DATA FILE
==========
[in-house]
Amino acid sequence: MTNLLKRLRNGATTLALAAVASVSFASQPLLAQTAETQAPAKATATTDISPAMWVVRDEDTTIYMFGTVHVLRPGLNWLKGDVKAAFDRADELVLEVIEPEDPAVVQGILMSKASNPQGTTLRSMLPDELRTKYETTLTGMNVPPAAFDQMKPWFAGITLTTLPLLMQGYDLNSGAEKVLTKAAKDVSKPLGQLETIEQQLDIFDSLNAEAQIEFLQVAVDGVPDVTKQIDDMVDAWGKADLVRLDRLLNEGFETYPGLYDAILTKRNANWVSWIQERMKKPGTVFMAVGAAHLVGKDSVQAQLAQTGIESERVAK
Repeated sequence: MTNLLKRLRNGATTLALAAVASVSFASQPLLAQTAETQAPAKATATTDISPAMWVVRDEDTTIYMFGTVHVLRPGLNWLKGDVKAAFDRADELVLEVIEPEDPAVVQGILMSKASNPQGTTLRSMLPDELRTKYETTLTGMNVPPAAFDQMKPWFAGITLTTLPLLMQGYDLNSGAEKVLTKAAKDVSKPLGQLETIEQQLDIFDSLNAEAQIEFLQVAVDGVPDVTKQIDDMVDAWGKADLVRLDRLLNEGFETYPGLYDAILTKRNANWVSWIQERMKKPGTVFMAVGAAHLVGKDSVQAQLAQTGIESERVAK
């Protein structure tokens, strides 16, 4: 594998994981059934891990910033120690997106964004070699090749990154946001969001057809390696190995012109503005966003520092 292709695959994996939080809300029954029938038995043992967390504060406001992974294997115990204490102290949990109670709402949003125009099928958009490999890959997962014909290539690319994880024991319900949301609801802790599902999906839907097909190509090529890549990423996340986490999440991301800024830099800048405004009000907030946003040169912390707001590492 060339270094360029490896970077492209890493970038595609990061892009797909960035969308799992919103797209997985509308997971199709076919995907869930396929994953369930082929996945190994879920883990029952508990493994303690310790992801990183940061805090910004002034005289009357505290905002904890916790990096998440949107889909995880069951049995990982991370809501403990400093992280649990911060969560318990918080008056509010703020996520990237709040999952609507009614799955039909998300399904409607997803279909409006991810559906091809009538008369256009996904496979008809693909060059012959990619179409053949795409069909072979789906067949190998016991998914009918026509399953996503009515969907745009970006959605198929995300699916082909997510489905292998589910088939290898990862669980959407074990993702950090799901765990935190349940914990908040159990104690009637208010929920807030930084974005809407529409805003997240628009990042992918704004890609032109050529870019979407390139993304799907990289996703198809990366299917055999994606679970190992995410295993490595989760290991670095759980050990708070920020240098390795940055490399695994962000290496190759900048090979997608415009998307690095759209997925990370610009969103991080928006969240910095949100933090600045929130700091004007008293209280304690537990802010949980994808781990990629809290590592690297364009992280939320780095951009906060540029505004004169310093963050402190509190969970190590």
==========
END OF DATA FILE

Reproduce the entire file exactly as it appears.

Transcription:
[in-house]
Amino acid sequence: MTNLLKRLRNGATTLALAAVASVSFASQPLLAQTAETQAPAKATATTDISPAMWVVRDEDTTIYMFGTVHVLRPGLNWLKGDVKAAFDRADELVLEVIEPEDPAVVQGILMSKASNPQGTTLRSMLPDELRTKYETTLTGMNVPPAAFDQMKPWFAGITLTTLPLLMQGYDLNSGAEKVLTKAAKDVSKPLGQLETIEQQLDIFDSLNAEAQIEFLQVAVDGVPDVTKQIDDMVDAWGKADLVRLDRLLNEGFETYPGLYDAILTKRNANWVSWIQERMKKPGTVFMAVGAAHLVGKDSVQAQLAQTGIESERVAK
Repeated sequence: MTNLLKRLRNGATTLALAAVASVSFASQPLLAQTAETQAPAKATATTDISPAMWVVRDEDTTIYMFGTVHVLRPGLNWLKGDVKAAFDRADELVLEVIEPEDPAVVQGILMSKASNPQGTTLRSMLPDELRTKYETTLTGMNVPPAAFDQMKPWFAGITLTTLPLLMQGYDLNSGAEKVLTKAAKDVSKPLGQLETIEQQLDIFDSLNAEAQIEFLQVAVDGVPDVTKQIDDMVDAWGKADLVRLDRLLNEGFETYPGLYDAILTKRNANWVSWIQERMKKPGTVFMAVGAAHLVGKDSVQAQLAQTGIESERVAK
């Protein structure tokens, strides 16, 4: 594998994981059934891990910033120690997106964004070699090749990154946001969001057809390696190995012109503005966003520092 292709695959994996939080809300029954029938038995043992967390504060406001992974294997115990204490102290949990109670709402949003125009099928958009490999890959997962014909290539690319994880024991319900949301609801802790599902999906839907097909190509090529890549990423996340986490999440991301800024830099800048405004009000907030946003040169912390707001590492 060339270094360029490896970077492209890493970038595609990061892009797909960035969308799992919103797209997985509308997971199709076919995907869930396929994953369930082929996945190994879920883990029952508990493994303690310790992801990183940061805090910004002034005289009357505290905002904890916790990096998440949107889909995880069951049995990982991370809501403990400093992280649990911060969560318990918080008056509010703020996520990237709040999952609507009614799955039909998300399904409607997803279909409006991810559906091809009538008369256009996904496979008809693909060059012959990619179409053949795409069909072979789906067949190998016991998914009918026509399953996503009515969907745009970006959605198929995300699916082909997510489905292998589910088939290898990862669980959407074990993702950090799901765990935190349940914990908040159990104690009637208010929920807030930084974005809407529409805003997240628009990042992918704004890609032109050529870019979407390139993304799907990289996703198809990366299917055999994606679970190992995410295993490595989760290991670095759980050990708070920020240098390795940055490399695994962000290496190759900048090979997608415009998307690095759209997925990370610009969103991080928006969240910095949100933090600045929130700091004007008293209280304690537990802010949980994808781990990629809290590592690297364009992280939320780095951009906060540029505004004169310093963050402190509190969970190590």